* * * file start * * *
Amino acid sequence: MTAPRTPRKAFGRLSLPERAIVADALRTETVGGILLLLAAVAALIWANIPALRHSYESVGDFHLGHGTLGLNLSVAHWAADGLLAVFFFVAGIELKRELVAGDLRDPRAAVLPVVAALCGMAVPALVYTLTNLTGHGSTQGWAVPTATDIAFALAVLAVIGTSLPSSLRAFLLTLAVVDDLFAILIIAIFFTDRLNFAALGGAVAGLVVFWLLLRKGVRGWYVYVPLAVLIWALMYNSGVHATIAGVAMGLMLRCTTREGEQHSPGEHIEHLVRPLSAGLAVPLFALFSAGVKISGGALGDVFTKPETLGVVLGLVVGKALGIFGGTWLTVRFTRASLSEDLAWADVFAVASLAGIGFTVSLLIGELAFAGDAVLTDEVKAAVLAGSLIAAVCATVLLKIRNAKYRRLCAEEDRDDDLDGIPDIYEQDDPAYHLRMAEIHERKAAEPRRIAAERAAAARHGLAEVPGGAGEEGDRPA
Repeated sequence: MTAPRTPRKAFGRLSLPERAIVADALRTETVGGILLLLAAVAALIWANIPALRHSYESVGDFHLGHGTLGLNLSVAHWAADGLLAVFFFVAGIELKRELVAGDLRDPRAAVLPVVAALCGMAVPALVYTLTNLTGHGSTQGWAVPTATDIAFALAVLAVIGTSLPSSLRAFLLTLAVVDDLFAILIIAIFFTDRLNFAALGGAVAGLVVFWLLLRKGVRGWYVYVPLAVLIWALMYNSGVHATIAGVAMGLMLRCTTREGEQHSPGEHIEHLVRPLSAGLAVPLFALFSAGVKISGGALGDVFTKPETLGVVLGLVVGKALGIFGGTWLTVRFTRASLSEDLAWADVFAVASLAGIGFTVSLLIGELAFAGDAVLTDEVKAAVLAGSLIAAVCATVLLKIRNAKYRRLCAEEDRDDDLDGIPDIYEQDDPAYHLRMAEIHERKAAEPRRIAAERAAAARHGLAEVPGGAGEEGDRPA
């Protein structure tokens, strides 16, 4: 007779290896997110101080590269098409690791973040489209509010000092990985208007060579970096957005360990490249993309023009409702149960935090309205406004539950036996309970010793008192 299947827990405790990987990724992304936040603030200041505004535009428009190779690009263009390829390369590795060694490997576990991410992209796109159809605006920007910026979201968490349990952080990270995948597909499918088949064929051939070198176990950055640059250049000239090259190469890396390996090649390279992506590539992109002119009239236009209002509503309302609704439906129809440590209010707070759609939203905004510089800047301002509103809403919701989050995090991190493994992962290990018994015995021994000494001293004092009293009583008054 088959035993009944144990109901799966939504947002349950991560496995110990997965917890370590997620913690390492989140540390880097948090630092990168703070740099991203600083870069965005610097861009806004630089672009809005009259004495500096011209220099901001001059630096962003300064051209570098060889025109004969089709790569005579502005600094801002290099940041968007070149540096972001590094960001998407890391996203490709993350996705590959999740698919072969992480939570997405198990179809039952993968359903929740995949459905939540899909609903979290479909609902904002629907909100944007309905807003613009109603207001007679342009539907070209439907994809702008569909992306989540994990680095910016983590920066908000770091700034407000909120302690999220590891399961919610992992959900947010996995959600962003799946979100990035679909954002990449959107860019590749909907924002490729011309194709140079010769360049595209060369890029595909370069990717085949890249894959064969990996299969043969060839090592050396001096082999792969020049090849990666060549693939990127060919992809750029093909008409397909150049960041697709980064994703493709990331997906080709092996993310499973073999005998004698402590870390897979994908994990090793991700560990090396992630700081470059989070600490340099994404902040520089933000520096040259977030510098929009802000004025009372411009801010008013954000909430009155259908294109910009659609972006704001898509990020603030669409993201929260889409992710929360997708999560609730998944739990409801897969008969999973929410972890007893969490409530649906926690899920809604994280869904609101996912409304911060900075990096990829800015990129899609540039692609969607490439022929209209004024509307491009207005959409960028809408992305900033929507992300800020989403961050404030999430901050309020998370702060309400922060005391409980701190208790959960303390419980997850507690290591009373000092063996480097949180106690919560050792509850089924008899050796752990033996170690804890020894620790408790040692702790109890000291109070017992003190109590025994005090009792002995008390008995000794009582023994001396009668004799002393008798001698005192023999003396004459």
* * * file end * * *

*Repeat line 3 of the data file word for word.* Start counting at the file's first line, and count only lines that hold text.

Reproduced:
């Protein structure tokens, strides 16, 4: 007779290896997110101080590269098409690791973040489209509010000092990985208007060579970096957005360990490249993309023009409702149960935090309205406004539950036996309970010793008192 299947827990405790990987990724992304936040603030200041505004535009428009190779690009263009390829390369590795060694490997576990991410992209796109159809605006920007910026979201968490349990952080990270995948597909499918088949064929051939070198176990950055640059250049000239090259190469890396390996090649390279992506590539992109002119009239236009209002509503309302609704439906129809440590209010707070759609939203905004510089800047301002509103809403919701989050995090991190493994992962290990018994015995021994000494001293004092009293009583008054 088959035993009944144990109901799966939504947002349950991560496995110990997965917890370590997620913690390492989140540390880097948090630092990168703070740099991203600083870069965005610097861009806004630089672009809005009259004495500096011209220099901001001059630096962003300064051209570098060889025109004969089709790569005579502005600094801002290099940041968007070149540096972001590094960001998407890391996203490709993350996705590959999740698919072969992480939570997405198990179809039952993968359903929740995949459905939540899909609903979290479909609902904002629907909100944007309905807003613009109603207001007679342009539907070209439907994809702008569909992306989540994990680095910016983590920066908000770091700034407000909120302690999220590891399961919610992992959900947010996995959600962003799946979100990035679909954002990449959107860019590749909907924002490729011309194709140079010769360049595209060369890029595909370069990717085949890249894959064969990996299969043969060839090592050396001096082999792969020049090849990666060549693939990127060919992809750029093909008409397909150049960041697709980064994703493709990331997906080709092996993310499973073999005998004698402590870390897979994908994990090793991700560990090396992630700081470059989070600490340099994404902040520089933000520096040259977030510098929009802000004025009372411009801010008013954000909430009155259908294109910009659609972006704001898509990020603030669409993201929260889409992710929360997708999560609730998944739990409801897969008969999973929410972890007893969490409530649906926690899920809604994280869904609101996912409304911060900075990096990829800015990129899609540039692609969607490439022929209209004024509307491009207005959409960028809408992305900033929507992300800020989403961050404030999430901050309020998370702060309400922060005391409980701190208790959960303390419980997850507690290591009373000092063996480097949180106690919560050792509850089924008899050796752990033996170690804890020894620790408790040692702790109890000291109070017992003190109590025994005090009792002995008390008995000794009582023994001396009668004799002393008798001698005192023999003396004459």